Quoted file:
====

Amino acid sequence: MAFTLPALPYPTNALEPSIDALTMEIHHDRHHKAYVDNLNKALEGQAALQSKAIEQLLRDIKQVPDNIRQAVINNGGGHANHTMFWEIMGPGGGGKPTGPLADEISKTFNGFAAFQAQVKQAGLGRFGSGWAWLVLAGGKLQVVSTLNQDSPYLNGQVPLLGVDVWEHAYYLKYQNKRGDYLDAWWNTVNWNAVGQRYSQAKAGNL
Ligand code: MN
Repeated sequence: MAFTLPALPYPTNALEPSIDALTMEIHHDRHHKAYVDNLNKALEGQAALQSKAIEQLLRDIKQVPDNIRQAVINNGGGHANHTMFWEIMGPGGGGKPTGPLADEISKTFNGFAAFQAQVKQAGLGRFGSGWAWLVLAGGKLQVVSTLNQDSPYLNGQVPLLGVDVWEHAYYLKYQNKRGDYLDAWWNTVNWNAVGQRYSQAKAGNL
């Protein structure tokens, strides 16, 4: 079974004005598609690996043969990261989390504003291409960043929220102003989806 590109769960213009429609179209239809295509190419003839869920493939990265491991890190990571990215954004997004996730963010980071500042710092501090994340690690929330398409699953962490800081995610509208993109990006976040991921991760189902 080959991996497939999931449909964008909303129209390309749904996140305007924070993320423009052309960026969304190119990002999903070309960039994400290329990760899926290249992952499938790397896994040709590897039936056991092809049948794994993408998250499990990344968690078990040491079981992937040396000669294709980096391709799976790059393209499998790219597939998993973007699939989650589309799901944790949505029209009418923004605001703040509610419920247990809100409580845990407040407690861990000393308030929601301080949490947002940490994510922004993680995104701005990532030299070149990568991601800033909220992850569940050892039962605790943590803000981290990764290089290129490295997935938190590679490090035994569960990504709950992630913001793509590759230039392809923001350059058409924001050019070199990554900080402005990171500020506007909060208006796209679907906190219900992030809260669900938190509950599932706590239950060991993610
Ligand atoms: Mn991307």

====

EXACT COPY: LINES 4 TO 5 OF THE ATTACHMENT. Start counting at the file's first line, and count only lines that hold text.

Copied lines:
């Protein structure tokens, strides 16, 4: 079974004005598609690996043969990261989390504003291409960043929220102003989806 590109769960213009429609179209239809295509190419003839869920493939990265491991890190990571990215954004997004996730963010980071500042710092501090994340690690929330398409699953962490800081995610509208993109990006976040991921991760189902 080959991996497939999931449909964008909303129209390309749904996140305007924070993320423009052309960026969304190119990002999903070309960039994400290329990760899926290249992952499938790397896994040709590897039936056991092809049948794994993408998250499990990344968690078990040491079981992937040396000669294709980096391709799976790059393209499998790219597939998993973007699939989650589309799901944790949505029209009418923004605001703040509610419920247990809100409580845990407040407690861990000393308030929601301080949490947002940490994510922004993680995104701005990532030299070149990568991601800033909220992850569940050892039962605790943590803000981290990764290089290129490295997935938190590679490090035994569960990504709950992630913001793509590759230039392809923001350059058409924001050019070199990554900080402005990171500020506007909060208006796209679907906190219900992030809260669900938190509950599932706590239950060991993610
Ligand atoms: Mn991307």